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I currently have a WORKING SFTP login, using a private key for login and the user is chroot'ed into their home directory.

Goal: Keep the user chroot but allow WRITE access to the relative chroot directory, without having to specific any path or cd anywhere.

In other words, when the sftp user logs in, I don't want them to have to cd to another path in order to upload a file.

Due to the chroot directory requiring full root ownership (due to chroot design), I'm not certain if this is even possible.

In /etc/passwd:

sftpuser:x:1006:1006:,,,:/home/sftpuser:/bin/false

The users login pubkey is in:

/home/sftpuser/.ssh/authorized_keys

Chroot rules in sshd_confg:

Match User sftpuser
    ChrootDirectory /home/sftpuser
    ForceCommand internal-sftp
    AllowTCPForwarding no
    X11Forwarding no

Home dir permissions:

# ls -l /home/ |grep sftpuser
drwxr-xr-x 5 root      root     4096 May  4 11:24 sftpuser

# ls -l /home/sftpuser/
total 4
drwxrw-r-x 3 sftpuser sftpuser 4096 May  4 11:23 sftp_share

Example current workflow:

Connected to sftp.example.com.
sftp> ls
sftp_share

sftp> put testfile.txt
Uploading testfile.txt to /testfile.txt
remote open("/testfile.txt"): Permission denied

sftp> cd sftp_share

sftp> put testfile.txt
Uploading testfile.txt to /sftp_share/testfile.txt
testfile.txt

Desired workflow:

Connected to sftp.example.com.
sftp> put testfile.txt
Uploading testfile.txt to /testfile.txt
testfile.txt

Is there any way to allow the upload (put) to the default directory, without having to chdir first?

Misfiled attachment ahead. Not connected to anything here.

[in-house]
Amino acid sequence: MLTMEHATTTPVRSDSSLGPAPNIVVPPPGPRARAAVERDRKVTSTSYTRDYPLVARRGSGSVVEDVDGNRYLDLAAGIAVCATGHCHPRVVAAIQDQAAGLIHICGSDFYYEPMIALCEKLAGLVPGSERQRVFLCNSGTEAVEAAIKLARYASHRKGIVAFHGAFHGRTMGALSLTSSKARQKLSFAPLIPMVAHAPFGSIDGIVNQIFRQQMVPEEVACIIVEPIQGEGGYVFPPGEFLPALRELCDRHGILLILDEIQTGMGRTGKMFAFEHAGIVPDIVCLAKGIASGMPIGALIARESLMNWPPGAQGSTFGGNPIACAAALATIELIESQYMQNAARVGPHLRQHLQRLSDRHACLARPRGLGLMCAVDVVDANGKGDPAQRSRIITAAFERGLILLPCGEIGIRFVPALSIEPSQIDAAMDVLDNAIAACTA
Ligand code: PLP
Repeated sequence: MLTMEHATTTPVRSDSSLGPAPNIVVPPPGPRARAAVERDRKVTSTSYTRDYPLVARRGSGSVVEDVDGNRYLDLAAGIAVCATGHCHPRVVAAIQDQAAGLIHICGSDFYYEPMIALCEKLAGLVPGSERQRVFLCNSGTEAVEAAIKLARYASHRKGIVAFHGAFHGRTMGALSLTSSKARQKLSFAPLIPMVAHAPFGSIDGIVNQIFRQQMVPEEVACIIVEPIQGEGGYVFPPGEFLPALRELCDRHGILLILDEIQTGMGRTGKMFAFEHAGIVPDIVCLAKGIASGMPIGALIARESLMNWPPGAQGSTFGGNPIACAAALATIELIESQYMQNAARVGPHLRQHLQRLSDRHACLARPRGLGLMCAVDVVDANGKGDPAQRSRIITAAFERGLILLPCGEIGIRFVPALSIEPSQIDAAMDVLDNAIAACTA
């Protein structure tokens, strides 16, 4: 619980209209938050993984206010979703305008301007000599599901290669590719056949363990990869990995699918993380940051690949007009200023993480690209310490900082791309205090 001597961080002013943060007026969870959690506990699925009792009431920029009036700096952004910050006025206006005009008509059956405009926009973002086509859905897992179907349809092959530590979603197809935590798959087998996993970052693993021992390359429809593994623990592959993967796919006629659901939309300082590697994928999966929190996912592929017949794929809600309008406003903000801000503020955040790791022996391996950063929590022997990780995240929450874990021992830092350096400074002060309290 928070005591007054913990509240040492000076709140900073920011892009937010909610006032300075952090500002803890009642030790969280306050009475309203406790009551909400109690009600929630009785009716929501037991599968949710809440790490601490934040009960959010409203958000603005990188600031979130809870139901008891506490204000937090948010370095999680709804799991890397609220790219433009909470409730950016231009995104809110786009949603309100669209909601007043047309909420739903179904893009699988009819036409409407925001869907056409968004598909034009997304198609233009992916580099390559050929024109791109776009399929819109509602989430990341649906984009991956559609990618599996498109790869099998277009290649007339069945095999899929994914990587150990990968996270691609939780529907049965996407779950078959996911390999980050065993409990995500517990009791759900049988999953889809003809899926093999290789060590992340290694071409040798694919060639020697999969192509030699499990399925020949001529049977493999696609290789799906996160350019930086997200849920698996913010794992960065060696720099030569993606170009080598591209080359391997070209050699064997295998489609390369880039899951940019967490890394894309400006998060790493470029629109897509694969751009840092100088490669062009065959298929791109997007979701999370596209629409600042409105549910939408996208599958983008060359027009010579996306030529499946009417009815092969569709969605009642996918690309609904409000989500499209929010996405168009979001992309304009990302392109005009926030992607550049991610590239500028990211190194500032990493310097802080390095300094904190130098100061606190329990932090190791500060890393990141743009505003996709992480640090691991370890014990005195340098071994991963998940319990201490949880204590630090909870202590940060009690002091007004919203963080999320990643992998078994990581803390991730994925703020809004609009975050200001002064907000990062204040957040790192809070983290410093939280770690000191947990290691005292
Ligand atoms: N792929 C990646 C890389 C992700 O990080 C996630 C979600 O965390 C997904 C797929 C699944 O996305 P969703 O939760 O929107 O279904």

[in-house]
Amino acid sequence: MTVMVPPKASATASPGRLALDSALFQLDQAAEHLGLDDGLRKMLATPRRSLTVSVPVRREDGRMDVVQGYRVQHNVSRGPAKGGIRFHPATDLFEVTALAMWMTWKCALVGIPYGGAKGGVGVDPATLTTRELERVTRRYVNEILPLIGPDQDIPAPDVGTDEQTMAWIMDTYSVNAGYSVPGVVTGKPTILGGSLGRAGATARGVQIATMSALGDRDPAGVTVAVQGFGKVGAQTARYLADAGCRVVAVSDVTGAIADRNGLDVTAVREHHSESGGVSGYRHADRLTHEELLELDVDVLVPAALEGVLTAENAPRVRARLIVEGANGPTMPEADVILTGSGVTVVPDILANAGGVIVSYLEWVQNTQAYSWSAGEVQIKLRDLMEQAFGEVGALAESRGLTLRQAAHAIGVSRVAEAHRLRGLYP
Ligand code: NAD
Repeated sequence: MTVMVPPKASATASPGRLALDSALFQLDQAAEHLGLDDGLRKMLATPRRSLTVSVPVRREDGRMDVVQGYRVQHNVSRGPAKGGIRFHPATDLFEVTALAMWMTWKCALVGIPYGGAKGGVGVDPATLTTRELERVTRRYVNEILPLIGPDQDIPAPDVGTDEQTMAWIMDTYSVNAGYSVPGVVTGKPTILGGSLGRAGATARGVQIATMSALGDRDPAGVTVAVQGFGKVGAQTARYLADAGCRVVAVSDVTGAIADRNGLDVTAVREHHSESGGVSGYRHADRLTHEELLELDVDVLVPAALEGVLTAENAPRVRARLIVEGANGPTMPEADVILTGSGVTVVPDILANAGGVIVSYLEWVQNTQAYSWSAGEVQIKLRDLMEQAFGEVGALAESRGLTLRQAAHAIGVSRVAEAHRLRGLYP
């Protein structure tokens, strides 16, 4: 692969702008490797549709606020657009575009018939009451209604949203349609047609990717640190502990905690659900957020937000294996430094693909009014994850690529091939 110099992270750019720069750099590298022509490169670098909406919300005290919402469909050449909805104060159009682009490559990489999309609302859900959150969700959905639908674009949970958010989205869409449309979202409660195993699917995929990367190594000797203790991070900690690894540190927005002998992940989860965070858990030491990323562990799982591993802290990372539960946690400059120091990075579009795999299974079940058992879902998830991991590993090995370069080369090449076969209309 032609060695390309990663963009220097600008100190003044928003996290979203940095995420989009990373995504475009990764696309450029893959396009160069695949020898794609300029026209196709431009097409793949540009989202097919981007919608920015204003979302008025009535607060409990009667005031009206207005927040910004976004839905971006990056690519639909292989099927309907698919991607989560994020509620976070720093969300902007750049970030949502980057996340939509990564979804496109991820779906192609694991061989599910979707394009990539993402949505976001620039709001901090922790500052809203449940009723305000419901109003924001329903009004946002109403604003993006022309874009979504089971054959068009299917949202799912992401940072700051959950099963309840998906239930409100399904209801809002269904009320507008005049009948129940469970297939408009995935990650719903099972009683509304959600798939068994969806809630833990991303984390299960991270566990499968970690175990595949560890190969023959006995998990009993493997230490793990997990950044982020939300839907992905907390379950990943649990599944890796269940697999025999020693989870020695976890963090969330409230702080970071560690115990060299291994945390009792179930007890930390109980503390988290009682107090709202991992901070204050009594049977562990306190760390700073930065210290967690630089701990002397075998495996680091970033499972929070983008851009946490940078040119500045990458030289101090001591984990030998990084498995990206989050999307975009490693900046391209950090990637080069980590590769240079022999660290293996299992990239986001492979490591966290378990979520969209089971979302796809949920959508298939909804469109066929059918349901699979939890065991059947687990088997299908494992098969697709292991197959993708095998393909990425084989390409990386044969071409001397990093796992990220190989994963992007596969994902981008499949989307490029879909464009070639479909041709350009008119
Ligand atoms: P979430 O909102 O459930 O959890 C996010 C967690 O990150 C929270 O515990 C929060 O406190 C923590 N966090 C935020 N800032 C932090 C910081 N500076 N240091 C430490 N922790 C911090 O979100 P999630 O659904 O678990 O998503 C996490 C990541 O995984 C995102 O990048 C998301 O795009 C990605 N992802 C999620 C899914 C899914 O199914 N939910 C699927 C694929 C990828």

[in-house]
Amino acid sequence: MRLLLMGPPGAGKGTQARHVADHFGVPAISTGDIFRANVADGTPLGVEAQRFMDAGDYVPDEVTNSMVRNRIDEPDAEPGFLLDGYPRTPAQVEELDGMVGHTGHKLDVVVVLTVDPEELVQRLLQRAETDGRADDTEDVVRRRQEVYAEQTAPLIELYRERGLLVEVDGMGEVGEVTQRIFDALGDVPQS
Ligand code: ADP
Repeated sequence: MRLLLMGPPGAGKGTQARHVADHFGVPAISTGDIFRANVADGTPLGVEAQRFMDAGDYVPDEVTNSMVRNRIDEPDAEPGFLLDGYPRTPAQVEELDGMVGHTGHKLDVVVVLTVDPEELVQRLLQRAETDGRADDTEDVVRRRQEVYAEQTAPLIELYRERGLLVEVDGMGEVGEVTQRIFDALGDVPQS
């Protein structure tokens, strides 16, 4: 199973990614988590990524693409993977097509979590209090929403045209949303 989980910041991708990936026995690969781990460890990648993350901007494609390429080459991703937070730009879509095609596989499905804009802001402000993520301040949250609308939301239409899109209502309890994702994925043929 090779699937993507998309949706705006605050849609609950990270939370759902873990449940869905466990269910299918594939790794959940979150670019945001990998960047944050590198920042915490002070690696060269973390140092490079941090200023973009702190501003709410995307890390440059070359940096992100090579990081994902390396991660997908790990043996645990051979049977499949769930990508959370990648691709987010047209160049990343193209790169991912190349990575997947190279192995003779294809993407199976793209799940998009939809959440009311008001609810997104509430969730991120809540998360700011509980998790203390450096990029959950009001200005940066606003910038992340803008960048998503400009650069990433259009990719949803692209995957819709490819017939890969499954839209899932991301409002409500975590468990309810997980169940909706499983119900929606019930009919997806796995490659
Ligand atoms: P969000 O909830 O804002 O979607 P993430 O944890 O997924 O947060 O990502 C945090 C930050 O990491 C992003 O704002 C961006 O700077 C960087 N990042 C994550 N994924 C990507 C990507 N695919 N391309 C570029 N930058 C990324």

I do have flexibility to move these directories around. For example, the sftp chroot dir doesn't have to be in the users home directory, I can even change around the users home dir (but the user must still be able to use authorized_keys to login).

Please note: I do understand many SFTP clients, and the command line SFTP client allows for defining a relative path at login. That is out of scope for this question, I'm desiring this config be done server-side and the client simply just needs to login.

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Hey @emmdee It took me forever to realize there is a simple and nice trick to that. You just have to make root the owner of a parent folder to where you wanna sFTP, then use force command to tell a specific user to load a specific DIR inside the CHROOT directory.

In your case in case you want /home/sftpuser to be the writtable directory, you will have to make root the owner of /home directory then go ahead and Force Command he /sftpuser as a landing directory for that user or a group.

Your /etc/ssh/sshd_conf will look like this:

Match User sftpuser
    ChrootDirectory /home
    ForceCommand internal-sftp -d /sftpuser
    AllowTCPForwarding no
    X11Forwarding no

Once that is done you have to give the right permissions as said earlier, the root should own the parent(chroot) directory /home while the user should own the final(-d) directory /sftpuser. I am goin to assume that you have an sFTP users group called sftpusers, if not; just ommit the group from the next commands or replace it with the users instead (root in the first and sftpusers in the second). As we are using -R in the command line for inheritance, you will have to start with the root ownership before the user ownership as follows:

sudo chown -R root:sftpusers /home

then for the user you can run:

sudo chown -R sftpuser:sftpusers /home/sftpuser

I am not certain that this is needed but you can always restart sshd service to make sure that all settings are reloaded again:

sudo systemctl restart sshd.service

This should work like a charm hopefully, I had a similar problem and the solution was there looking at me in the eyes most of the time.

Cheers!

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